One of the most recognizable names in the electronics industry is Yamaha. Since building their first Hi-Fi player in 1954, Yamaha has earned an excellent reputation as one of the world's leading manufacturers of audio and home cinema systems, not to mention everything else they produce--like musical instruments, motorcycles and even bathtubs.
This player has the versatility to play a multitude of discs. People longing to burn their own music or video discs can use a computer to make 12 hour long CDs with MP3 music files or home wedding videos on DVD+R discs to view from the comforts of a sofa. Video and audio playback is enhanced by a number of technologies not always included in DVD players in this price range. For instance, the DVD-S530 reads a disc using a 10-bit video D/A converter and a 96 kHz, 24-bit audio D/A converter for improved quality picture and sound. Another technology Yamaha included in the DVD-S530 is Chroma Upsampling Error Correction. Simply stated, when a DVD player decodes an MPEG bitstream, often horizontal streaks or jagged edges appear in the video output from an affliction known as the chroma bug. Yamaha has greatly reduced this undesirable characteristic that affects brightly colored objects. The end result is a clean looking picture, thanks to a better process of decoding MPEG information. The casual movie viewer may not recognize a chroma error but, once pointed out, it's an annoyance better eliminated.
The video quality from a disc is affected by many variables. Production standards, the manufacturing process and even room lighting can turn a theatrical affair into a boring feature. The DVD-S530's Picture Fine Tuning can compensate for levels of saturation, brightness and contrast for optimal viewing. What's more, a screen saver is built into the player that is activated when in pause mode. Once paused, the screen dims by 75% to protect the display.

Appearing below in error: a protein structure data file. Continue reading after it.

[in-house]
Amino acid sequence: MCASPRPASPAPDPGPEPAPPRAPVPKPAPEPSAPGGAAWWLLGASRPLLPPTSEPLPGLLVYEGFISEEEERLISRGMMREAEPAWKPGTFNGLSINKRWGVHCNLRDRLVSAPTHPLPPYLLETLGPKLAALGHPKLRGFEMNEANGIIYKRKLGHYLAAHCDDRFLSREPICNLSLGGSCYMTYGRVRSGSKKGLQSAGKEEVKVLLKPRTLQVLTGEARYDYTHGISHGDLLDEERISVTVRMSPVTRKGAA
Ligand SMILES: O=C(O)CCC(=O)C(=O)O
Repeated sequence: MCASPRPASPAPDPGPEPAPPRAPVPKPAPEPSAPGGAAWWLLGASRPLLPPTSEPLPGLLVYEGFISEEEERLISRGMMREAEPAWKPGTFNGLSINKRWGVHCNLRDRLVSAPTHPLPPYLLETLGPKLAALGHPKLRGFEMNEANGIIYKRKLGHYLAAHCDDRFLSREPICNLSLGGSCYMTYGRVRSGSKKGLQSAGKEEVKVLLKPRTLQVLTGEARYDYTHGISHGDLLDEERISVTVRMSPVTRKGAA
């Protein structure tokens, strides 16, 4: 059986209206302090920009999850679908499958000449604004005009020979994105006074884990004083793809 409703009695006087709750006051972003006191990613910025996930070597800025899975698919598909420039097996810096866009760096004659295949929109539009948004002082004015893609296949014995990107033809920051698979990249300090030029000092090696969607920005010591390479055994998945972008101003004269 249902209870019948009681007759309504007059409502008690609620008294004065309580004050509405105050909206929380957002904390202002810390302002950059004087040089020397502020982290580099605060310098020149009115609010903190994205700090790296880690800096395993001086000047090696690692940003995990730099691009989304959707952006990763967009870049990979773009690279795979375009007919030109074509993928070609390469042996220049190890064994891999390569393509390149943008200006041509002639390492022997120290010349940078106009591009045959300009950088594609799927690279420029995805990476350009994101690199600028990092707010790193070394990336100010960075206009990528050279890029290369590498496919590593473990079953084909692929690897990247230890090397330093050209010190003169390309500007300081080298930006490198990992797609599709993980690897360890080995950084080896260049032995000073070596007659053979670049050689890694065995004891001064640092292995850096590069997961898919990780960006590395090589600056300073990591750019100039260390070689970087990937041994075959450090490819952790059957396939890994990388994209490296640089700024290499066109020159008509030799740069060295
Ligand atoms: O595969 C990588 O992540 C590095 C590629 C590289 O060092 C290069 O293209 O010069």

An onscreen menu bar using a graphical user interface (GUI) helps control the operations using icons for adjustments. From the onscreen menu button on the remote, a menu bar overlay appears on the screen with a teal blue background. Three separate menu bars can be toggled to control general operations. The first menu bar controls preferences, subtitle settings and color & sound modes. A second menu manages video playback such as slow motion, frame advance and camera angles. The final menu bar displays title, track and time search roles. The result of the Yamaha version of on-screen menus is a quick and user-friendly system of tackling convenience features with a pleasant looking, easy to read display.
Click to Page 2 for Installation, Evaluation, and the Final Take.